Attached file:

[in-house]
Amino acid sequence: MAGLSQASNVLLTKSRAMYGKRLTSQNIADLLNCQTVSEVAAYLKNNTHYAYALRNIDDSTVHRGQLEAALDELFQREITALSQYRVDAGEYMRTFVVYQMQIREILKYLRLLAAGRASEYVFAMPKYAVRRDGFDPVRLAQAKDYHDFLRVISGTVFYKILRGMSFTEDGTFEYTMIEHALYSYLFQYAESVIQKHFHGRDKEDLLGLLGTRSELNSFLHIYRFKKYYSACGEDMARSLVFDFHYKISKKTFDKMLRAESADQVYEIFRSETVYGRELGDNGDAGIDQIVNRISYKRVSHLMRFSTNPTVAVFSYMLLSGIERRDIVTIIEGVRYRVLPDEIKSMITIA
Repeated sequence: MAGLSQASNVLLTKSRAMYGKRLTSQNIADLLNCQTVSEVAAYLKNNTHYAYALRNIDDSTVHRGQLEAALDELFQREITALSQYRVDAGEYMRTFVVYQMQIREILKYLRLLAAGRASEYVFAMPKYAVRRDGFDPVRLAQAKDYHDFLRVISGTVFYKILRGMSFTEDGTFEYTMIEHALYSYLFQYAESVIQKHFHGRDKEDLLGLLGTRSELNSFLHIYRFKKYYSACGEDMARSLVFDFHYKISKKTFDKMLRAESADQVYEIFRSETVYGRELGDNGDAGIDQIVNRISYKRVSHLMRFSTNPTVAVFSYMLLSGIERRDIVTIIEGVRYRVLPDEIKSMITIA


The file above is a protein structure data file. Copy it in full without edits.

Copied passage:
[in-house]
Amino acid sequence: MAGLSQASNVLLTKSRAMYGKRLTSQNIADLLNCQTVSEVAAYLKNNTHYAYALRNIDDSTVHRGQLEAALDELFQREITALSQYRVDAGEYMRTFVVYQMQIREILKYLRLLAAGRASEYVFAMPKYAVRRDGFDPVRLAQAKDYHDFLRVISGTVFYKILRGMSFTEDGTFEYTMIEHALYSYLFQYAESVIQKHFHGRDKEDLLGLLGTRSELNSFLHIYRFKKYYSACGEDMARSLVFDFHYKISKKTFDKMLRAESADQVYEIFRSETVYGRELGDNGDAGIDQIVNRISYKRVSHLMRFSTNPTVAVFSYMLLSGIERRDIVTIIEGVRYRVLPDEIKSMITIA
Repeated sequence: MAGLSQASNVLLTKSRAMYGKRLTSQNIADLLNCQTVSEVAAYLKNNTHYAYALRNIDDSTVHRGQLEAALDELFQREITALSQYRVDAGEYMRTFVVYQMQIREILKYLRLLAAGRASEYVFAMPKYAVRRDGFDPVRLAQAKDYHDFLRVISGTVFYKILRGMSFTEDGTFEYTMIEHALYSYLFQYAESVIQKHFHGRDKEDLLGLLGTRSELNSFLHIYRFKKYYSACGEDMARSLVFDFHYKISKKTFDKMLRAESADQVYEIFRSETVYGRELGDNGDAGIDQIVNRISYKRVSHLMRFSTNPTVAVFSYMLLSGIERRDIVTIIEGVRYRVLPDEIKSMITIA